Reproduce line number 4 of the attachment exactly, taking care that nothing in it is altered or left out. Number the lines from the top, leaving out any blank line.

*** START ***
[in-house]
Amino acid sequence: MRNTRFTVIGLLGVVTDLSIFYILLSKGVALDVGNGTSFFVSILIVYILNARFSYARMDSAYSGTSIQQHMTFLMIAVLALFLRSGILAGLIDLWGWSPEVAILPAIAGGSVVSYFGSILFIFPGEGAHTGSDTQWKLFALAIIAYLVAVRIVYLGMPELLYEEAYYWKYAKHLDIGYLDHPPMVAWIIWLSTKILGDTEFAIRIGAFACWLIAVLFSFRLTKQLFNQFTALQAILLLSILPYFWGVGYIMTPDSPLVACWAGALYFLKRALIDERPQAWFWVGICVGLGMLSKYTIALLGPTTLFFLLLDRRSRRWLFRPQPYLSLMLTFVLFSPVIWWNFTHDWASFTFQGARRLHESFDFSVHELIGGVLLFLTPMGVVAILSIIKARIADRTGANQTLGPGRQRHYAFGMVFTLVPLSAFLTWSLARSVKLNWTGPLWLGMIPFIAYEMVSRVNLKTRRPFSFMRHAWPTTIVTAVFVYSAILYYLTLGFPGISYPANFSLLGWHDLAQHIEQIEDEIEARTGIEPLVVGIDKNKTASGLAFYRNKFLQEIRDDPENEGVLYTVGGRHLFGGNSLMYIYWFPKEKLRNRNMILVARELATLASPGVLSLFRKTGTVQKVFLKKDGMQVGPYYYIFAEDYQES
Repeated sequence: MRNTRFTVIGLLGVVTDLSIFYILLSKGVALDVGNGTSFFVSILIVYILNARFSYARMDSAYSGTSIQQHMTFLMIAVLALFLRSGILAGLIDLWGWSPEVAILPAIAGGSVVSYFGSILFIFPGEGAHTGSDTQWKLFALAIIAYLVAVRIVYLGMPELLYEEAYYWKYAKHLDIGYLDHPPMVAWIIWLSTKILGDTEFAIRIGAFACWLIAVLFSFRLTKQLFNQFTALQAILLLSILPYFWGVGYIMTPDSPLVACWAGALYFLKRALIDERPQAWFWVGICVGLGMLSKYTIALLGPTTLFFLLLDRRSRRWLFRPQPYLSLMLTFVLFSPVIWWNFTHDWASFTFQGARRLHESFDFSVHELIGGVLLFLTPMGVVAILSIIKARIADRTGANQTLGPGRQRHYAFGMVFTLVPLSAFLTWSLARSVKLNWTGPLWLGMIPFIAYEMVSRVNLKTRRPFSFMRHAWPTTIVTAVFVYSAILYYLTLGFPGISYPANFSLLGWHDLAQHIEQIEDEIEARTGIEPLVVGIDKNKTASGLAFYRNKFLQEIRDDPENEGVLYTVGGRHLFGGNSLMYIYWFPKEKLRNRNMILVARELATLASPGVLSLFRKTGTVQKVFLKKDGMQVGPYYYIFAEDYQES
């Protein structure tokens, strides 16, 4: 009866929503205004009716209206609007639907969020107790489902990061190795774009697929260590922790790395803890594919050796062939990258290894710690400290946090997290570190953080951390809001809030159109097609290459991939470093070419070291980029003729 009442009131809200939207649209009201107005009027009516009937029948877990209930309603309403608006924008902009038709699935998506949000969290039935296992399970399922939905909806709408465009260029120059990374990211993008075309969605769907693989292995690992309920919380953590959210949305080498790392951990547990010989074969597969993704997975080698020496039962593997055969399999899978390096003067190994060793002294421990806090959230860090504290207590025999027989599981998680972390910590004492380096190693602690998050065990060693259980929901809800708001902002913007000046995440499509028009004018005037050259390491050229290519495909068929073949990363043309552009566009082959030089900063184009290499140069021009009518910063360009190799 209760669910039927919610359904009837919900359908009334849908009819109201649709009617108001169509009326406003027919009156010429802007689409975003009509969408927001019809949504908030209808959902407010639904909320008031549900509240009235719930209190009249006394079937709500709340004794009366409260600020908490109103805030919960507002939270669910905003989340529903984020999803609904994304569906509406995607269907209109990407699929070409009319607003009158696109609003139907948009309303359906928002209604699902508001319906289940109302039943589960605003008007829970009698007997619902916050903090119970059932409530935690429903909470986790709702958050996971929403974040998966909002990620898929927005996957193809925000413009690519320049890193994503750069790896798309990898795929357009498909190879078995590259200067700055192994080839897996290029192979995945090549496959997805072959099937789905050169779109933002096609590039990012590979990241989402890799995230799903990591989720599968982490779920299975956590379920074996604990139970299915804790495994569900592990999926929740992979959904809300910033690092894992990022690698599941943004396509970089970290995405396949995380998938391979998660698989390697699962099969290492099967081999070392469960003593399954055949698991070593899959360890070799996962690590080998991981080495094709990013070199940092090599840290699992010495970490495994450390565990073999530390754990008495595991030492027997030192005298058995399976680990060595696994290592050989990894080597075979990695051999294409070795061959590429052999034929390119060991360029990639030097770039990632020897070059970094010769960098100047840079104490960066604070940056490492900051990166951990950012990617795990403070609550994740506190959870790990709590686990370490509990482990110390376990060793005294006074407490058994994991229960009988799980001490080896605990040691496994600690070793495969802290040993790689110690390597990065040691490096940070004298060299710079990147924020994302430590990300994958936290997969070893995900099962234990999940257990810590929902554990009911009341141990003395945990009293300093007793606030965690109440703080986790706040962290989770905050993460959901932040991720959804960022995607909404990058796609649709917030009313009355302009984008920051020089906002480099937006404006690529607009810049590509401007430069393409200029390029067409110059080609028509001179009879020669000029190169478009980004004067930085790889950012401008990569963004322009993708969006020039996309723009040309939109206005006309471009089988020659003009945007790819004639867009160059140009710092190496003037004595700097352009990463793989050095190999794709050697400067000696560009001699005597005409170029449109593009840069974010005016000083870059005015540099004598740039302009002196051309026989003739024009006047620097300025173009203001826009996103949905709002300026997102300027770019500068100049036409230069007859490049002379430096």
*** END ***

């Protein structure tokens, strides 16, 4: 009866929503205004009716209206609007639907969020107790489902990061190795774009697929260590922790790395803890594919050796062939990258290894710690400290946090997290570190953080951390809001809030159109097609290459991939470093070419070291980029003729 009442009131809200939207649209009201107005009027009516009937029948877990209930309603309403608006924008902009038709699935998506949000969290039935296992399970399922939905909806709408465009260029120059990374990211993008075309969605769907693989292995690992309920919380953590959210949305080498790392951990547990010989074969597969993704997975080698020496039962593997055969399999899978390096003067190994060793002294421990806090959230860090504290207590025999027989599981998680972390910590004492380096190693602690998050065990060693259980929901809800708001902002913007000046995440499509028009004018005037050259390491050229290519495909068929073949990363043309552009566009082959030089900063184009290499140069021009009518910063360009190799 209760669910039927919610359904009837919900359908009334849908009819109201649709009617108001169509009326406003027919009156010429802007689409975003009509969408927001019809949504908030209808959902407010639904909320008031549900509240009235719930209190009249006394079937709500709340004794009366409260600020908490109103805030919960507002939270669910905003989340529903984020999803609904994304569906509406995607269907209109990407699929070409009319607003009158696109609003139907948009309303359906928002209604699902508001319906289940109302039943589960605003008007829970009698007997619902916050903090119970059932409530935690429903909470986790709702958050996971929403974040998966909002990620898929927005996957193809925000413009690519320049890193994503750069790896798309990898795929357009498909190879078995590259200067700055192994080839897996290029192979995945090549496959997805072959099937789905050169779109933002096609590039990012590979990241989402890799995230799903990591989720599968982490779920299975956590379920074996604990139970299915804790495994569900592990999926929740992979959904809300910033690092894992990022690698599941943004396509970089970290995405396949995380998938391979998660698989390697699962099969290492099967081999070392469960003593399954055949698991070593899959360890070799996962690590080998991981080495094709990013070199940092090599840290699992010495970490495994450390565990073999530390754990008495595991030492027997030192005298058995399976680990060595696994290592050989990894080597075979990695051999294409070795061959590429052999034929390119060991360029990639030097770039990632020897070059970094010769960098100047840079104490960066604070940056490492900051990166951990950012990617795990403070609550994740506190959870790990709590686990370490509990482990110390376990060793005294006074407490058994994991229960009988799980001490080896605990040691496994600690070793495969802290040993790689110690390597990065040691490096940070004298060299710079990147924020994302430590990300994958936290997969070893995900099962234990999940257990810590929902554990009911009341141990003395945990009293300093007793606030965690109440703080986790706040962290989770905050993460959901932040991720959804960022995607909404990058796609649709917030009313009355302009984008920051020089906002480099937006404006690529607009810049590509401007430069393409200029390029067409110059080609028509001179009879020669000029190169478009980004004067930085790889950012401008990569963004322009993708969006020039996309723009040309939109206005006309471009089988020659003009945007790819004639867009160059140009710092190496003037004595700097352009990463793989050095190999794709050697400067000696560009001699005597005409170029449109593009840069974010005016000083870059005015540099004598740039302009002196051309026989003739024009006047620097300025173009203001826009996103949905709002300026997102300027770019500068100049036409230069007859490049002379430096």